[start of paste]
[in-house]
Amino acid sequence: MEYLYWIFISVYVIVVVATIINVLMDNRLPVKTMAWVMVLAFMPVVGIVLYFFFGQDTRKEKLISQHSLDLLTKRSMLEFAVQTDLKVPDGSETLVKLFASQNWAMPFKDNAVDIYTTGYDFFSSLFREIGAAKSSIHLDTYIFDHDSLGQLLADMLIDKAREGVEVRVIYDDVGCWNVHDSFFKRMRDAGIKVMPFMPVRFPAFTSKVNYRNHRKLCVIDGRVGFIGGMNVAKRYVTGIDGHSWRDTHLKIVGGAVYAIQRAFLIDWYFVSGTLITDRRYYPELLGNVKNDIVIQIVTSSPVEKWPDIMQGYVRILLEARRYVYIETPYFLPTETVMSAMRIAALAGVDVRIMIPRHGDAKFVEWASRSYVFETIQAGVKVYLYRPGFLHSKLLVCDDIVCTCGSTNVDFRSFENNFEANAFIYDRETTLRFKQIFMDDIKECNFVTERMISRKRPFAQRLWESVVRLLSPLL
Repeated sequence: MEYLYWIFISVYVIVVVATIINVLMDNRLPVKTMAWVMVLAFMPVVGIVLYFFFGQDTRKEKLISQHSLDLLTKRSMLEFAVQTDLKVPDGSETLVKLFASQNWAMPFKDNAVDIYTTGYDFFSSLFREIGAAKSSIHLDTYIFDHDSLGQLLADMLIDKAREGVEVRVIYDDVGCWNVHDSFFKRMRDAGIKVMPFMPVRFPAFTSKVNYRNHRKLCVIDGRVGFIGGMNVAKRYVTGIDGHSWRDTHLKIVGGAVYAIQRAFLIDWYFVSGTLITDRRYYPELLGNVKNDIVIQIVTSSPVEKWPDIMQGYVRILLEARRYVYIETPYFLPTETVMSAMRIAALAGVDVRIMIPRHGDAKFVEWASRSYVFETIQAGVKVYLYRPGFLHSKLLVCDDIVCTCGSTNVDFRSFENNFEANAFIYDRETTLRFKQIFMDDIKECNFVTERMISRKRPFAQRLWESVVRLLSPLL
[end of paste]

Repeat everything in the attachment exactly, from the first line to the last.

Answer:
[in-house]
Amino acid sequence: MEYLYWIFISVYVIVVVATIINVLMDNRLPVKTMAWVMVLAFMPVVGIVLYFFFGQDTRKEKLISQHSLDLLTKRSMLEFAVQTDLKVPDGSETLVKLFASQNWAMPFKDNAVDIYTTGYDFFSSLFREIGAAKSSIHLDTYIFDHDSLGQLLADMLIDKAREGVEVRVIYDDVGCWNVHDSFFKRMRDAGIKVMPFMPVRFPAFTSKVNYRNHRKLCVIDGRVGFIGGMNVAKRYVTGIDGHSWRDTHLKIVGGAVYAIQRAFLIDWYFVSGTLITDRRYYPELLGNVKNDIVIQIVTSSPVEKWPDIMQGYVRILLEARRYVYIETPYFLPTETVMSAMRIAALAGVDVRIMIPRHGDAKFVEWASRSYVFETIQAGVKVYLYRPGFLHSKLLVCDDIVCTCGSTNVDFRSFENNFEANAFIYDRETTLRFKQIFMDDIKECNFVTERMISRKRPFAQRLWESVVRLLSPLL
Repeated sequence: MEYLYWIFISVYVIVVVATIINVLMDNRLPVKTMAWVMVLAFMPVVGIVLYFFFGQDTRKEKLISQHSLDLLTKRSMLEFAVQTDLKVPDGSETLVKLFASQNWAMPFKDNAVDIYTTGYDFFSSLFREIGAAKSSIHLDTYIFDHDSLGQLLADMLIDKAREGVEVRVIYDDVGCWNVHDSFFKRMRDAGIKVMPFMPVRFPAFTSKVNYRNHRKLCVIDGRVGFIGGMNVAKRYVTGIDGHSWRDTHLKIVGGAVYAIQRAFLIDWYFVSGTLITDRRYYPELLGNVKNDIVIQIVTSSPVEKWPDIMQGYVRILLEARRYVYIETPYFLPTETVMSAMRIAALAGVDVRIMIPRHGDAKFVEWASRSYVFETIQAGVKVYLYRPGFLHSKLLVCDDIVCTCGSTNVDFRSFENNFEANAFIYDRETTLRFKQIFMDDIKECNFVTERMISRKRPFAQRLWESVVRLLSPLL